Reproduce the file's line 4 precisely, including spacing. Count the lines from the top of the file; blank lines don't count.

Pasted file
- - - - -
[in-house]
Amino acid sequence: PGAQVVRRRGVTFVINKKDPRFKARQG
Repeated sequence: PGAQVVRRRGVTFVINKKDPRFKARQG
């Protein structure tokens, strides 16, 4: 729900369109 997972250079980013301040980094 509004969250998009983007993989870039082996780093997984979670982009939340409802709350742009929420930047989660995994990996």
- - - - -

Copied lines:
């Protein structure tokens, strides 16, 4: 729900369109 997972250079980013301040980094 509004969250998009983007993989870039082996780093997984979670982009939340409802709350742009929420930047989660995994990996």